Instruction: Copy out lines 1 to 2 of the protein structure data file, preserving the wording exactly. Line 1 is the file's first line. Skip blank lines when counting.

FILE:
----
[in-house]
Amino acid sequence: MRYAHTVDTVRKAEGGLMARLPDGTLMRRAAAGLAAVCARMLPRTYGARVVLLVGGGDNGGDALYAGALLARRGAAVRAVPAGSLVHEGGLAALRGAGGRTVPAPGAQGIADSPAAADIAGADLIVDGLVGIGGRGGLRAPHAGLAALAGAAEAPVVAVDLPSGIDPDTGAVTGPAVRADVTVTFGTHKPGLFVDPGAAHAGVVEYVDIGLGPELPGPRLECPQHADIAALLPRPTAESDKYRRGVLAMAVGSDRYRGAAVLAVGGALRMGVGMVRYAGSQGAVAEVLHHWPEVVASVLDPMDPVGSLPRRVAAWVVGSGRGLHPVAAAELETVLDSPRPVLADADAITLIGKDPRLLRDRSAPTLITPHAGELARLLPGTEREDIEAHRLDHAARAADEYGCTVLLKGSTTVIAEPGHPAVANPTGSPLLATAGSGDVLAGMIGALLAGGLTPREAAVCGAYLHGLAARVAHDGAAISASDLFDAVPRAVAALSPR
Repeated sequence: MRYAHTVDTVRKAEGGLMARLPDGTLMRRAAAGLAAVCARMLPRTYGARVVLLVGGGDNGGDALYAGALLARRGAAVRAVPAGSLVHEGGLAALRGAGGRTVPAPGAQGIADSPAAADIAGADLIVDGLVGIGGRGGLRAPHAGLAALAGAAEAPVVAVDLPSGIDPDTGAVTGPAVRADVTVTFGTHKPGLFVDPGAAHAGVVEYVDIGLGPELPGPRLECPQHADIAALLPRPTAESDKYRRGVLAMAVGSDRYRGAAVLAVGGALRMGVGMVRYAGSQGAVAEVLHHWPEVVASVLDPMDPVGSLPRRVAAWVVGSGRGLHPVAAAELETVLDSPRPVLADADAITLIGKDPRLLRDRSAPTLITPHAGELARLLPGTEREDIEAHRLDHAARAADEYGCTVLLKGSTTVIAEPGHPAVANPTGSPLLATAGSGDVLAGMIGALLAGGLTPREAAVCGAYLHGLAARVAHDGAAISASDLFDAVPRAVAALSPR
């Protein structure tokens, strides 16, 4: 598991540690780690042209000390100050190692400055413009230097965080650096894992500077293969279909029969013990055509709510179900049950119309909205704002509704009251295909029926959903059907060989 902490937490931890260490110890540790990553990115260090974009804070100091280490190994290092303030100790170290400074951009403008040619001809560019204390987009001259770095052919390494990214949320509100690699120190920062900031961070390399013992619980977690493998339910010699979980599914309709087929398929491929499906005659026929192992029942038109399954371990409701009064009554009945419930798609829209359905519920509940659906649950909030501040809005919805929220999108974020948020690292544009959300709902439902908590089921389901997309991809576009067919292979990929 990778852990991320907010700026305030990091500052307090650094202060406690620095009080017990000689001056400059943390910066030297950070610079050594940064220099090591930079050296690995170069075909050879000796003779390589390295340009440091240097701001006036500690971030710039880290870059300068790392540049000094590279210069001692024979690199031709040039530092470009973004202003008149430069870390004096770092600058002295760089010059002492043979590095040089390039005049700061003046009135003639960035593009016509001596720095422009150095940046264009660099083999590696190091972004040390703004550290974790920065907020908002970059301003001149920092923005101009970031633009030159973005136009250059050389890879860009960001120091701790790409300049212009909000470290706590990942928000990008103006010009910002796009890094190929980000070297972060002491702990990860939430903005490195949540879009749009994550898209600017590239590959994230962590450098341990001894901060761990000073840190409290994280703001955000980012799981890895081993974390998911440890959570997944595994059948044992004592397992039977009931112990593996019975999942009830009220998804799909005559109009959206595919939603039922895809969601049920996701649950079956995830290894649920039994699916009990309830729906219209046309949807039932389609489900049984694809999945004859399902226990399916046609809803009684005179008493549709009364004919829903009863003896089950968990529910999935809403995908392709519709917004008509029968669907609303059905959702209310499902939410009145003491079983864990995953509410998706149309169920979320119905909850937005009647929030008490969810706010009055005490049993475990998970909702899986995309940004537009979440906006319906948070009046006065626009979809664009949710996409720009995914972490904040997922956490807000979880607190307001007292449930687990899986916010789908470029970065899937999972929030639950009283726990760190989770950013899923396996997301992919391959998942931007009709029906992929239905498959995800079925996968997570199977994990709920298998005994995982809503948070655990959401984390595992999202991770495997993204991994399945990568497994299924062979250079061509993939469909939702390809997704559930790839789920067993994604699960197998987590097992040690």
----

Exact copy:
[in-house]
Amino acid sequence: MRYAHTVDTVRKAEGGLMARLPDGTLMRRAAAGLAAVCARMLPRTYGARVVLLVGGGDNGGDALYAGALLARRGAAVRAVPAGSLVHEGGLAALRGAGGRTVPAPGAQGIADSPAAADIAGADLIVDGLVGIGGRGGLRAPHAGLAALAGAAEAPVVAVDLPSGIDPDTGAVTGPAVRADVTVTFGTHKPGLFVDPGAAHAGVVEYVDIGLGPELPGPRLECPQHADIAALLPRPTAESDKYRRGVLAMAVGSDRYRGAAVLAVGGALRMGVGMVRYAGSQGAVAEVLHHWPEVVASVLDPMDPVGSLPRRVAAWVVGSGRGLHPVAAAELETVLDSPRPVLADADAITLIGKDPRLLRDRSAPTLITPHAGELARLLPGTEREDIEAHRLDHAARAADEYGCTVLLKGSTTVIAEPGHPAVANPTGSPLLATAGSGDVLAGMIGALLAGGLTPREAAVCGAYLHGLAARVAHDGAAISASDLFDAVPRAVAALSPR